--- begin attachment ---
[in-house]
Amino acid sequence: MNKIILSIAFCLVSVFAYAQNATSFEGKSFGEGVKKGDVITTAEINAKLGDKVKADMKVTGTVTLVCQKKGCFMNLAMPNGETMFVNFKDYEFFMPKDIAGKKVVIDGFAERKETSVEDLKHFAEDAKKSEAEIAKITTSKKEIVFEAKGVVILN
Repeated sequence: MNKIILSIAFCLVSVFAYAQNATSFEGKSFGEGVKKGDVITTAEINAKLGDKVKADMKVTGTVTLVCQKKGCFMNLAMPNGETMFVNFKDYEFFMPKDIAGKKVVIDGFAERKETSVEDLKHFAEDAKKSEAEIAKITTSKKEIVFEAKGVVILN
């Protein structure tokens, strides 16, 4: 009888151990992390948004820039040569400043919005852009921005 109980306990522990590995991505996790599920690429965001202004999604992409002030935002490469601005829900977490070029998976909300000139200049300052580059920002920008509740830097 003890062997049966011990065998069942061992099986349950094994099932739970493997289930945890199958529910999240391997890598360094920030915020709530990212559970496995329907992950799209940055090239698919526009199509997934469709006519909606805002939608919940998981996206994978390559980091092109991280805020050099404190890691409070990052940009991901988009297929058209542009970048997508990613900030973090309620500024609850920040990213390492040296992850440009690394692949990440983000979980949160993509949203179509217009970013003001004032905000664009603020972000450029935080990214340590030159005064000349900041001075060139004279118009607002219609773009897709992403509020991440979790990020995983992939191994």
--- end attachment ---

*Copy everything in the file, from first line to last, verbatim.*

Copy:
[in-house]
Amino acid sequence: MNKIILSIAFCLVSVFAYAQNATSFEGKSFGEGVKKGDVITTAEINAKLGDKVKADMKVTGTVTLVCQKKGCFMNLAMPNGETMFVNFKDYEFFMPKDIAGKKVVIDGFAERKETSVEDLKHFAEDAKKSEAEIAKITTSKKEIVFEAKGVVILN
Repeated sequence: MNKIILSIAFCLVSVFAYAQNATSFEGKSFGEGVKKGDVITTAEINAKLGDKVKADMKVTGTVTLVCQKKGCFMNLAMPNGETMFVNFKDYEFFMPKDIAGKKVVIDGFAERKETSVEDLKHFAEDAKKSEAEIAKITTSKKEIVFEAKGVVILN
């Protein structure tokens, strides 16, 4: 009888151990992390948004820039040569400043919005852009921005 109980306990522990590995991505996790599920690429965001202004999604992409002030935002490469601005829900977490070029998976909300000139200049300052580059920002920008509740830097 003890062997049966011990065998069942061992099986349950094994099932739970493997289930945890199958529910999240391997890598360094920030915020709530990212559970496995329907992950799209940055090239698919526009199509997934469709006519909606805002939608919940998981996206994978390559980091092109991280805020050099404190890691409070990052940009991901988009297929058209542009970048997508990613900030973090309620500024609850920040990213390492040296992850440009690394692949990440983000979980949160993509949203179509217009970013003001004032905000664009603020972000450029935080990214340590030159005064000349900041001075060139004279118009607002219609773009897709992403509020991440979790990020995983992939191994």